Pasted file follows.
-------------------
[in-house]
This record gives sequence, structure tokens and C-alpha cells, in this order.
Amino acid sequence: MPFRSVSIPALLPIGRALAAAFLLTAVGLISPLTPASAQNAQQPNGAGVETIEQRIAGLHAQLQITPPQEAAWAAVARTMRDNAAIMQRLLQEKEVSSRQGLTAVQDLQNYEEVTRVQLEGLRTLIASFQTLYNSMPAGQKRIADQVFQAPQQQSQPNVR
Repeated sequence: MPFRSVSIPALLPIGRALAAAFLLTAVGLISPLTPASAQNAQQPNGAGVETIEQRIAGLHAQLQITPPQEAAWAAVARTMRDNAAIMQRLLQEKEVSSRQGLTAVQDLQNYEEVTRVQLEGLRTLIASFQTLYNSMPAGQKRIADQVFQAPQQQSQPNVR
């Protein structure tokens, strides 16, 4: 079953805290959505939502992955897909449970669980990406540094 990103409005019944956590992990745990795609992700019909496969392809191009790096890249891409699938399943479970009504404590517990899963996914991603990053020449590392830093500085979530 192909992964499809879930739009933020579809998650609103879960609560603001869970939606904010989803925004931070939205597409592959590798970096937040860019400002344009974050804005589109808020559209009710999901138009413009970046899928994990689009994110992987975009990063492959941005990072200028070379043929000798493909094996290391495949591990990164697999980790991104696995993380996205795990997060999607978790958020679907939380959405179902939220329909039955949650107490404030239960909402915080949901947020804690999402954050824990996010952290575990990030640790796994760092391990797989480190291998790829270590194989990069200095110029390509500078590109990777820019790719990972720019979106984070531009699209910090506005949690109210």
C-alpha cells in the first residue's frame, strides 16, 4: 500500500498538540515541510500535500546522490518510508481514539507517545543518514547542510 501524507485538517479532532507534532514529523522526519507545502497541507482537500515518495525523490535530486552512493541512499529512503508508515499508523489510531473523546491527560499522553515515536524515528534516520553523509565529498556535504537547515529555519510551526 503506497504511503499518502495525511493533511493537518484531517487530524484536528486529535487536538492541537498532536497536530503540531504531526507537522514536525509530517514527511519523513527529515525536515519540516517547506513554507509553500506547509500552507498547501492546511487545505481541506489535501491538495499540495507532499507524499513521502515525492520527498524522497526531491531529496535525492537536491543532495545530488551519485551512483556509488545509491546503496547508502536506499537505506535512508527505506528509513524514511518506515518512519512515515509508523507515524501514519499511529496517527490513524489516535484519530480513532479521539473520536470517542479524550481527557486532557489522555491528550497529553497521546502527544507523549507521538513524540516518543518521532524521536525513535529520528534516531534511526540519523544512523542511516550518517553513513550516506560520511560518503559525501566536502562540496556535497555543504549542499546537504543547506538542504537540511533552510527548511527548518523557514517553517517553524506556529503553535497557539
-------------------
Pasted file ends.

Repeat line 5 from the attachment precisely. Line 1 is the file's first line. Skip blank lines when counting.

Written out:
């Protein structure tokens, strides 16, 4: 079953805290959505939502992955897909449970669980990406540094 990103409005019944956590992990745990795609992700019909496969392809191009790096890249891409699938399943479970009504404590517990899963996914991603990053020449590392830093500085979530 192909992964499809879930739009933020579809998650609103879960609560603001869970939606904010989803925004931070939205597409592959590798970096937040860019400002344009974050804005589109808020559209009710999901138009413009970046899928994990689009994110992987975009990063492959941005990072200028070379043929000798493909094996290391495949591990990164697999980790991104696995993380996205795990997060999607978790958020679907939380959405179902939220329909039955949650107490404030239960909402915080949901947020804690999402954050824990996010952290575990990030640790796994760092391990797989480190291998790829270590194989990069200095110029390509500078590109990777820019790719990972720019979106984070531009699209910090506005949690109210």